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Garbage Collection in Python

In any program, garbage is a collection of memory that is not being used by the program or was being used at a given point but not anymore. As this memory space remains allocated to the program but is not being used by it hence it is wasted memory which needs to be cleaned.

Garbage collection is a process of freeing up memory that is not in use by a specific program at a given instance of time.

This process is helpful in memory management and minimizes the wastage of memory. The memory freed by garbage collection can be used for storing other important data or variables for the same program or by other programs.


Python: Automatic Garbage collection

Garbage collection in Python works automatically. When no reference is left to a variable/data/value or object then the memory occupied by that object is freed up by garbage collection mechanism of python. Thus, python provides with good memory management and prevents the wastage of memory.

The below example shows how the python garbage collection works:

class SomeObj:

    def __init__(self):
        print('The object is created.')

    def __del__(self):
        print('The object is destroyed.')

obj1 = SomeObj()
obj2 = obj1
obj3 = obj1
print("Set obj1 to None...")
obj1 = None
print("Set obj2 to None...")
obj2 = None
print("Set obj3 to None...")
obj3 = None

The object is created. Set obj1 to None... Set obj2 to None... Set obj3 to None... The object is destroyed.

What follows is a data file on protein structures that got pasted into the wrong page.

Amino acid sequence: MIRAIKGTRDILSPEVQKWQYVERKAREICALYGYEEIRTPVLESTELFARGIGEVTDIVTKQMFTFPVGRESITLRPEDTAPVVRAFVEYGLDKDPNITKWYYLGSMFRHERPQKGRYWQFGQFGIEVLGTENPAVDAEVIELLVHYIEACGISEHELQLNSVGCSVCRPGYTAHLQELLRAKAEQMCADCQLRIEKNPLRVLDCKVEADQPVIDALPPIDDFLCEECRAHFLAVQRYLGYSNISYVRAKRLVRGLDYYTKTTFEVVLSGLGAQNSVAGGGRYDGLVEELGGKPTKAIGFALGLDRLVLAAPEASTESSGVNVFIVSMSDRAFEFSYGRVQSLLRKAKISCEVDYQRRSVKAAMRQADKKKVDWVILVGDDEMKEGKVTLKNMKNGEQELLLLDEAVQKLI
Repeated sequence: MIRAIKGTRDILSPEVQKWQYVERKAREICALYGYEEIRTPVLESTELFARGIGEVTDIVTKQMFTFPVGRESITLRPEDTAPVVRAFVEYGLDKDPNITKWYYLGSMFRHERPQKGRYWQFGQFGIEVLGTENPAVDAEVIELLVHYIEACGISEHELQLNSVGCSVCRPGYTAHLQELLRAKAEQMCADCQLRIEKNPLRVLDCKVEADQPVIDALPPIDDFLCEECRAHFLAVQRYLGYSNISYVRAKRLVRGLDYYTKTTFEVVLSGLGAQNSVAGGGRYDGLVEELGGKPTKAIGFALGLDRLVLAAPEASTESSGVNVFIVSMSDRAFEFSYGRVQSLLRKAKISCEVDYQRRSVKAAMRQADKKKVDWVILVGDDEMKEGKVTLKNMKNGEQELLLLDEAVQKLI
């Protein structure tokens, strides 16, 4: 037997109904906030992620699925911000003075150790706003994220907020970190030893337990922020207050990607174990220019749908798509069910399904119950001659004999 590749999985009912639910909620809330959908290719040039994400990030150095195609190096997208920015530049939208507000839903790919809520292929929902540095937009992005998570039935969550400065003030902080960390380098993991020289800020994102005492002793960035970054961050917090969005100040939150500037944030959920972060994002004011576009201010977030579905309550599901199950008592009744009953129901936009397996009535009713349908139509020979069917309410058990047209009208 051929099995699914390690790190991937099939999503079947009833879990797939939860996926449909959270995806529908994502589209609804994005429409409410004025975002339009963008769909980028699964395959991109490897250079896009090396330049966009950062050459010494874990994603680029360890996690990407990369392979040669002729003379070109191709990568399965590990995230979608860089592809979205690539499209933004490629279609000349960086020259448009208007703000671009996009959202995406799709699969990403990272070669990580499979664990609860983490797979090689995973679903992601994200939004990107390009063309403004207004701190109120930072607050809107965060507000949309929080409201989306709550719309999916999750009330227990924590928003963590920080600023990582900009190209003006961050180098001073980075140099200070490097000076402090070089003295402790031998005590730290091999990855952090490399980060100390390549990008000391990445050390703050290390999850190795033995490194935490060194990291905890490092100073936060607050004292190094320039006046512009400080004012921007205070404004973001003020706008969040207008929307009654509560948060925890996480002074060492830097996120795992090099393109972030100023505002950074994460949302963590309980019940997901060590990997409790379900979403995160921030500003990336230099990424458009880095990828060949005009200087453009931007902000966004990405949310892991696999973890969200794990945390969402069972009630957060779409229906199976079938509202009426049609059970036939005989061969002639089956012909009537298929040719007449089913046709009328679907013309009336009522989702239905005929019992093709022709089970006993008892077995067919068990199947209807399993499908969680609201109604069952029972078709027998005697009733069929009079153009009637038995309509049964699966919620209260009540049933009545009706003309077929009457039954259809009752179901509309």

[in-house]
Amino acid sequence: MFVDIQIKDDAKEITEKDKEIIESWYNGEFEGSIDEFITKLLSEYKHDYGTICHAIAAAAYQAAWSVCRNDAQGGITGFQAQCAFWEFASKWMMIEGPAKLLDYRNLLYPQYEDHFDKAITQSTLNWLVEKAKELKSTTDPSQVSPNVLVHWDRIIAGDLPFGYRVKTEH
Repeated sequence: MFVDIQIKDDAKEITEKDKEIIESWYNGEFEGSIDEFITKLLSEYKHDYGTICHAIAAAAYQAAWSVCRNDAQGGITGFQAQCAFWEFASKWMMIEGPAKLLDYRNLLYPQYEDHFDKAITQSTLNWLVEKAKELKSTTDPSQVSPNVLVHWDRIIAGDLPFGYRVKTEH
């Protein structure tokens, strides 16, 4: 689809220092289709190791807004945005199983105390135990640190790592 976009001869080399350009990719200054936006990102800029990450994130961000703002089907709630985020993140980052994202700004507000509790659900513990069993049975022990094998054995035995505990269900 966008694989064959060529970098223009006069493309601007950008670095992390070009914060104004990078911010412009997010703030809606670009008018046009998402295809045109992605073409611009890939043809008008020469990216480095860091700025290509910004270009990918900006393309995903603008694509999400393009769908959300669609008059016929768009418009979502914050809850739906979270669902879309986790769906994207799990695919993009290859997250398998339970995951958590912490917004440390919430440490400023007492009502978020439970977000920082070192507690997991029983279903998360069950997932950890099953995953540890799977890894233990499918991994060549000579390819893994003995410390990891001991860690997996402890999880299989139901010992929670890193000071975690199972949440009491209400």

In the above example, an object of class SomeObj is created which is referenced by obj1. Then, obj2 and obj3 also refer to the same memory location as obj1.

After creation of the object the __init__(init) method is called and when the object is destroyed, due to garbage collection __del__(del) method is called.

In the example, first, we created an object of SomeObj class and passed its reference to obj1 and then to obj2 and obj3, which makes the reference count of that object 3. But when all these variables are assigned to None then the references from the object are removed.

At last, when there is no reference left to the object then it is automatically destroyed by the Garbage collector of python and __del__() method is executed.


Python: Forced Garbage Collection

Sometimes, a user may need to do garbage collection for memory management explicitly so as to free up some memory space. So, python also allows explicit garbage collection which can be done using the gc module. Garbage collection can be done forcibly by using the collect() function of the gc module as shown below:

 import gc

class SomeObj:

    def __del__(self):
        print('The object is destroyed.')

obj1 = SomeObj()
obj2 = obj1
obj3 = obj1
obj1 = None
obj2 = None
obj3 = None

for i in range(10):
    dic = {}
    dic[0] = dic

print('Collecting...')
n = gc.collect()
print('Unreachable objects:', n)

The object is destroyed. Collecting... Unreachable objects: 9

In the above example, the simple object created (of SomeObj class) is destroyed by python's implicit garbage collector. But the case is not same for object dic which is a dictionary pointing itself again and again forming a cycle. The objects that are formed in this cycle cannot be destroyed by python garbage collector implicitly.

So, for destroying the objects created by the cycle (that is run by the for loop), we have used collect() method of the gc module.

The collect() method runs garbage collection and destroys the unused objects that are the objects with reference count 0. The collect method returns the number of unreachable objects, here unreachable objects means those objects which have reference count 0.